Collaboration; The Bad…

The second of 3 posts looking at different aspects of the development of greater collaboration within businesses. The Good highlights the importance of putting users at the heart of any initiative.

the Bad…

On the face of it, any increase in the levels of internal collaboration ought to be a good thing. However, greater collaboration isn’t really a goal in itself, rather it should be the means to achieving clearly defined, costed and planned business objectives.

Morten T. Hansen’s Harvard Business Review article ‘When Internal Collaboration is Bad for your company‘ provides valuable evidence that greater collaboration is no guarantee of business success and highlights the importance of making informed decisions about collaboration projects.

Whilst successful collaborations generate increased returns for the business, they don’t come without their costs. It is inevitable that asking teams or individuals to work together more closely will mean changes to their current working practices; new goals, new ways of working, different resource requirements, as well as the need to overcome the common personnel issues that come with the creation of any new team or working group. All of this has associated costs, especially in the early stages where things are likely to take longer, be less effective and cost more; until the new ways of working are bedded in and the benefits of the collaboration start to emerge.

Hansen’s article proposes that the evaluation of any collaboration initiative should include careful analysis of the investment involved – the expected returns, associated costs and alternative uses. He suggests a formula for calculating the net value to the business of a particular collaboration project:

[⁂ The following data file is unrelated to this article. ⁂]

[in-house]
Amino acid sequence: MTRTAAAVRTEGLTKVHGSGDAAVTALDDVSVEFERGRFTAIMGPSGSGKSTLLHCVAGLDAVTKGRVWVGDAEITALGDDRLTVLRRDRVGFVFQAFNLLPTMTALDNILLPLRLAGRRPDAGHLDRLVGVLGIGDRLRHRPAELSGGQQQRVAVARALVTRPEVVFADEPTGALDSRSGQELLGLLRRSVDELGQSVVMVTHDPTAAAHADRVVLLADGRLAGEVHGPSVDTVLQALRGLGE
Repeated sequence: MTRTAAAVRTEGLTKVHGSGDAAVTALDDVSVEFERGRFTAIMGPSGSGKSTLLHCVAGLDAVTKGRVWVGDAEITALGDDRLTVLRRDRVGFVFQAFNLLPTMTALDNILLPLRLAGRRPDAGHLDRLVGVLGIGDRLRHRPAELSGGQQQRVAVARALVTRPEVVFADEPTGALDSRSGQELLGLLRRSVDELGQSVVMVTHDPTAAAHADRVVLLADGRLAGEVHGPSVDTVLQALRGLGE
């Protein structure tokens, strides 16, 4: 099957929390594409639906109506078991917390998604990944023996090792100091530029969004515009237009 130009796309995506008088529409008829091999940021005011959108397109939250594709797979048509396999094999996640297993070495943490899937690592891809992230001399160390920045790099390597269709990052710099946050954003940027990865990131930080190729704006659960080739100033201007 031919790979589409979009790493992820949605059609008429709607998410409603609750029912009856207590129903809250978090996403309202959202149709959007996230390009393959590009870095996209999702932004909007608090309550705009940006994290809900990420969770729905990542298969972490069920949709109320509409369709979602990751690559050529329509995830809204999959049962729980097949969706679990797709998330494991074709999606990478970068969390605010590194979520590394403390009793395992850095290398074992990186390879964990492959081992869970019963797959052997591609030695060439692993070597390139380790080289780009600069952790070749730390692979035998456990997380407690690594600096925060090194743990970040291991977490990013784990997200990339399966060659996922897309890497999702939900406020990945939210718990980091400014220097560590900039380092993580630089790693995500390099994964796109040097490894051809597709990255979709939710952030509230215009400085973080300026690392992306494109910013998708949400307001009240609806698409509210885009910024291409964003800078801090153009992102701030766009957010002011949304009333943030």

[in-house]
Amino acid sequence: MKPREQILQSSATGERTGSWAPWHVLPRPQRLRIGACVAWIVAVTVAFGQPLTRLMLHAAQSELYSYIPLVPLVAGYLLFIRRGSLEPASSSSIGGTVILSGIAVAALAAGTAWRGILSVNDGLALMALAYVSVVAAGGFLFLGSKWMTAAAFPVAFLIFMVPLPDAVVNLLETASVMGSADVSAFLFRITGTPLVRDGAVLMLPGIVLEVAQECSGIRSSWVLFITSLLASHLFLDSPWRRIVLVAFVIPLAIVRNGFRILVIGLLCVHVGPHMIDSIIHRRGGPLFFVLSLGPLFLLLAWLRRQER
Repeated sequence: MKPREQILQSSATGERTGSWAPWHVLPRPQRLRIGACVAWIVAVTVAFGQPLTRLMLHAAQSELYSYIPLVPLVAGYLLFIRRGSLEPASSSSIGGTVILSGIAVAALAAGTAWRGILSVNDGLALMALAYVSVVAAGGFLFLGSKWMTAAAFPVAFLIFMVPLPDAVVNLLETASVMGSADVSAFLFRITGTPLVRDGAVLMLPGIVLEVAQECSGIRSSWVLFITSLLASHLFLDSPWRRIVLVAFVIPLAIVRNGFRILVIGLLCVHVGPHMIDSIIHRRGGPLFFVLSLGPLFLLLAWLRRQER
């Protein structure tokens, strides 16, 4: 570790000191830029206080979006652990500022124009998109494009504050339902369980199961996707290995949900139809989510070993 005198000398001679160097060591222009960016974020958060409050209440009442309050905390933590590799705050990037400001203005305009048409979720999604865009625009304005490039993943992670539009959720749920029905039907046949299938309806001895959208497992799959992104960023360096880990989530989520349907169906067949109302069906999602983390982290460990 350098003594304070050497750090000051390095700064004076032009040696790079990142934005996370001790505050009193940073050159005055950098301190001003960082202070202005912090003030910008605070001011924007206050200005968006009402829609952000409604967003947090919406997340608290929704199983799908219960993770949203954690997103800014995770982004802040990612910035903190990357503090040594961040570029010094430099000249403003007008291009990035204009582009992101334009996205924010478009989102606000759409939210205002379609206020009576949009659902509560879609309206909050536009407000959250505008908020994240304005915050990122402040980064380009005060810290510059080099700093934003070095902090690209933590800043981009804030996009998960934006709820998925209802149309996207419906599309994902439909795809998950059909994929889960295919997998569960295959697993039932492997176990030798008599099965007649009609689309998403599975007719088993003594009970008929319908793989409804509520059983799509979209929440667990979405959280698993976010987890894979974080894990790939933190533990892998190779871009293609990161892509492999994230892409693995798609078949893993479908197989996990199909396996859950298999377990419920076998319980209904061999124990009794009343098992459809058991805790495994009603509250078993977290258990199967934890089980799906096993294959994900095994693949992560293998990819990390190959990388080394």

Collaboration Premium = Projected return (cash-flow generated by the project) – Opportunity cost (cash flow that could be generated by investing money elsewhere)  – Collaboration costs (cash flow lost as a result of collaboration difficulties).

Informed decisions about when, who and how to collaborate will also benefit from a strategic look at

  • the skills and strengths of the different elements of the business,
  • the goals and opportunities of both individual groups and the organisation as a whole
  • an honest evaluation of the challenges presented by bringing new groups together work on challenging projects.

As organisations get better at selecting collaboration opportunities and implementing the tools and practices to make them work, they will start to develop a naturally more collaborative culture. As teams and individuals become more comfortable and skilled at forming and contributing to new working groups, the potential returns from such  projects will begin to grow and the associated costs will fall.  It is at this point that organisations will truly be in a position to realise the benefits of greater collaboration.

This article also appeared on www.GNIUS.co.uk

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